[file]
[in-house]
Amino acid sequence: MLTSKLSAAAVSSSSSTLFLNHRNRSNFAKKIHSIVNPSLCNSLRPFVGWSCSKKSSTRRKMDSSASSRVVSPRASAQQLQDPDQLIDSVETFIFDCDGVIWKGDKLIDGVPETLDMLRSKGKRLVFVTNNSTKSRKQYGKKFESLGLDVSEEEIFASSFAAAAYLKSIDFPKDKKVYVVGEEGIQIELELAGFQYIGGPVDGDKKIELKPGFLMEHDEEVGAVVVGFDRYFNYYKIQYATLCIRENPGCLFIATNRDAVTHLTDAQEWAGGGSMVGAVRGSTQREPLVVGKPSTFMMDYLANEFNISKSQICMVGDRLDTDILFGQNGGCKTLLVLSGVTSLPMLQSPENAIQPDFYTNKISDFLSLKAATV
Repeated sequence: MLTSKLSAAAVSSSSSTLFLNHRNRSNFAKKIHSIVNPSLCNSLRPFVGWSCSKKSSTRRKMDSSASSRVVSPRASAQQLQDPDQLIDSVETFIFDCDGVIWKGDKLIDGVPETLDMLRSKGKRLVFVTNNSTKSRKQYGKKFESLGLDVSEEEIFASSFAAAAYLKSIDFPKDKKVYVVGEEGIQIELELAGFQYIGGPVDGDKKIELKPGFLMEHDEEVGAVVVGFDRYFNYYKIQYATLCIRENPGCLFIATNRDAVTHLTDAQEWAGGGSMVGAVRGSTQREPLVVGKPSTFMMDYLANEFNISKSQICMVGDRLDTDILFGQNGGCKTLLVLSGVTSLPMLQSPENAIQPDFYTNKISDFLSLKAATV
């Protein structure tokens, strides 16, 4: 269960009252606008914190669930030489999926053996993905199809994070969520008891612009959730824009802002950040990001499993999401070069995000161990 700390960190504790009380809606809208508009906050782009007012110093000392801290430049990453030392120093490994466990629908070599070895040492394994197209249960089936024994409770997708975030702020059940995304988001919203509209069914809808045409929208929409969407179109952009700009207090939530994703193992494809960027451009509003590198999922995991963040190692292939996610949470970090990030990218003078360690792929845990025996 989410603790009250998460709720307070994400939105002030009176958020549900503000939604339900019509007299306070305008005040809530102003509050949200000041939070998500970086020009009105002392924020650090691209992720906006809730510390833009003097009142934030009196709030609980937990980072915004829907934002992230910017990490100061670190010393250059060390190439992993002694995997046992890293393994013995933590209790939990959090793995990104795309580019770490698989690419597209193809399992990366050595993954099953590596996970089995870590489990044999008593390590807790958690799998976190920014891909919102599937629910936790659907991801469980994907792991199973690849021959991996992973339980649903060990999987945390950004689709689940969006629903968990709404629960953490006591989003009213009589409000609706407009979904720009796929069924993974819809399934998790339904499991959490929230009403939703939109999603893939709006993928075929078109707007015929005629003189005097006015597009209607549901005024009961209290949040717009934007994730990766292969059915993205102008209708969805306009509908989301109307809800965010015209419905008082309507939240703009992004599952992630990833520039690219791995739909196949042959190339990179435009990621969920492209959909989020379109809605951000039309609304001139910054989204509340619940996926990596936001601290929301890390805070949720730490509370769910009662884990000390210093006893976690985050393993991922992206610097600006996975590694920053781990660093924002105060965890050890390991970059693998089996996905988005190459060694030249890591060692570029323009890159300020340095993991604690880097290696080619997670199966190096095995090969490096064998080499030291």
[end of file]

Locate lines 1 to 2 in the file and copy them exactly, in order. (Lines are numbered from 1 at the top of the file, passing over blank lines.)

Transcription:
[in-house]
Amino acid sequence: MLTSKLSAAAVSSSSSTLFLNHRNRSNFAKKIHSIVNPSLCNSLRPFVGWSCSKKSSTRRKMDSSASSRVVSPRASAQQLQDPDQLIDSVETFIFDCDGVIWKGDKLIDGVPETLDMLRSKGKRLVFVTNNSTKSRKQYGKKFESLGLDVSEEEIFASSFAAAAYLKSIDFPKDKKVYVVGEEGIQIELELAGFQYIGGPVDGDKKIELKPGFLMEHDEEVGAVVVGFDRYFNYYKIQYATLCIRENPGCLFIATNRDAVTHLTDAQEWAGGGSMVGAVRGSTQREPLVVGKPSTFMMDYLANEFNISKSQICMVGDRLDTDILFGQNGGCKTLLVLSGVTSLPMLQSPENAIQPDFYTNKISDFLSLKAATV